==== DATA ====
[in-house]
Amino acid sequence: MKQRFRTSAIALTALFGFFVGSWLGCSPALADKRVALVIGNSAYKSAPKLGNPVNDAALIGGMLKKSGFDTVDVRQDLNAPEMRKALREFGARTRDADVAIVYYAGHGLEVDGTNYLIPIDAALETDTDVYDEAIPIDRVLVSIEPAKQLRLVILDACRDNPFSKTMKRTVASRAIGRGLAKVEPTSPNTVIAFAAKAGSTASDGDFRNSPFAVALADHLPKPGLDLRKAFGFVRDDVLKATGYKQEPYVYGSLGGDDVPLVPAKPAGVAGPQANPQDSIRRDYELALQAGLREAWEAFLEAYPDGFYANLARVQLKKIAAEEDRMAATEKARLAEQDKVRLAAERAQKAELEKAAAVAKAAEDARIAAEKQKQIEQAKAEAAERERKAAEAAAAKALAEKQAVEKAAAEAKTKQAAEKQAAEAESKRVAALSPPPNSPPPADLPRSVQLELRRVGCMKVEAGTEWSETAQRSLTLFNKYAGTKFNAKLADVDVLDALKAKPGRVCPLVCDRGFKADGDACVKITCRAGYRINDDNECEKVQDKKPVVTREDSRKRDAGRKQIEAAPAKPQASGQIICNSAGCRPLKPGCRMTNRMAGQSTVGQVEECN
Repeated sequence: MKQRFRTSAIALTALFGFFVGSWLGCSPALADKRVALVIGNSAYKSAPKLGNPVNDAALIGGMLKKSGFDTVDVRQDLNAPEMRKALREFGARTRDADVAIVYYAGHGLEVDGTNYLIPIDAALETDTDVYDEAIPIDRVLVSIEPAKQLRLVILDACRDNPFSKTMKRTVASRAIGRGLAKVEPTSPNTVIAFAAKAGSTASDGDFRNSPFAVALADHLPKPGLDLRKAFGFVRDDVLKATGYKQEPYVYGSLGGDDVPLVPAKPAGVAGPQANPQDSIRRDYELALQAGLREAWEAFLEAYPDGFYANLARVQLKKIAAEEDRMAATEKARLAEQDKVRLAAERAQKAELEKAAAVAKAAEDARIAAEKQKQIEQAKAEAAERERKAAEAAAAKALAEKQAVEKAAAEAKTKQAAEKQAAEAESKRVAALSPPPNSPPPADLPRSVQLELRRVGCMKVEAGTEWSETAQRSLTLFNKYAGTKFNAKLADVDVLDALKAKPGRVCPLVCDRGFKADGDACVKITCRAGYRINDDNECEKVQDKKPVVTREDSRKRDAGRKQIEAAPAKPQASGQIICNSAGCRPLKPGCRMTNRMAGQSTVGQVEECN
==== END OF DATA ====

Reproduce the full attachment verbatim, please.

[in-house]
Amino acid sequence: MKQRFRTSAIALTALFGFFVGSWLGCSPALADKRVALVIGNSAYKSAPKLGNPVNDAALIGGMLKKSGFDTVDVRQDLNAPEMRKALREFGARTRDADVAIVYYAGHGLEVDGTNYLIPIDAALETDTDVYDEAIPIDRVLVSIEPAKQLRLVILDACRDNPFSKTMKRTVASRAIGRGLAKVEPTSPNTVIAFAAKAGSTASDGDFRNSPFAVALADHLPKPGLDLRKAFGFVRDDVLKATGYKQEPYVYGSLGGDDVPLVPAKPAGVAGPQANPQDSIRRDYELALQAGLREAWEAFLEAYPDGFYANLARVQLKKIAAEEDRMAATEKARLAEQDKVRLAAERAQKAELEKAAAVAKAAEDARIAAEKQKQIEQAKAEAAERERKAAEAAAAKALAEKQAVEKAAAEAKTKQAAEKQAAEAESKRVAALSPPPNSPPPADLPRSVQLELRRVGCMKVEAGTEWSETAQRSLTLFNKYAGTKFNAKLADVDVLDALKAKPGRVCPLVCDRGFKADGDACVKITCRAGYRINDDNECEKVQDKKPVVTREDSRKRDAGRKQIEAAPAKPQASGQIICNSAGCRPLKPGCRMTNRMAGQSTVGQVEECN
Repeated sequence: MKQRFRTSAIALTALFGFFVGSWLGCSPALADKRVALVIGNSAYKSAPKLGNPVNDAALIGGMLKKSGFDTVDVRQDLNAPEMRKALREFGARTRDADVAIVYYAGHGLEVDGTNYLIPIDAALETDTDVYDEAIPIDRVLVSIEPAKQLRLVILDACRDNPFSKTMKRTVASRAIGRGLAKVEPTSPNTVIAFAAKAGSTASDGDFRNSPFAVALADHLPKPGLDLRKAFGFVRDDVLKATGYKQEPYVYGSLGGDDVPLVPAKPAGVAGPQANPQDSIRRDYELALQAGLREAWEAFLEAYPDGFYANLARVQLKKIAAEEDRMAATEKARLAEQDKVRLAAERAQKAELEKAAAVAKAAEDARIAAEKQKQIEQAKAEAAERERKAAEAAAAKALAEKQAVEKAAAEAKTKQAAEKQAAEAESKRVAALSPPPNSPPPADLPRSVQLELRRVGCMKVEAGTEWSETAQRSLTLFNKYAGTKFNAKLADVDVLDALKAKPGRVCPLVCDRGFKADGDACVKITCRAGYRINDDNECEKVQDKKPVVTREDSRKRDAGRKQIEAAPAKPQASGQIICNSAGCRPLKPGCRMTNRMAGQSTVGQVEECN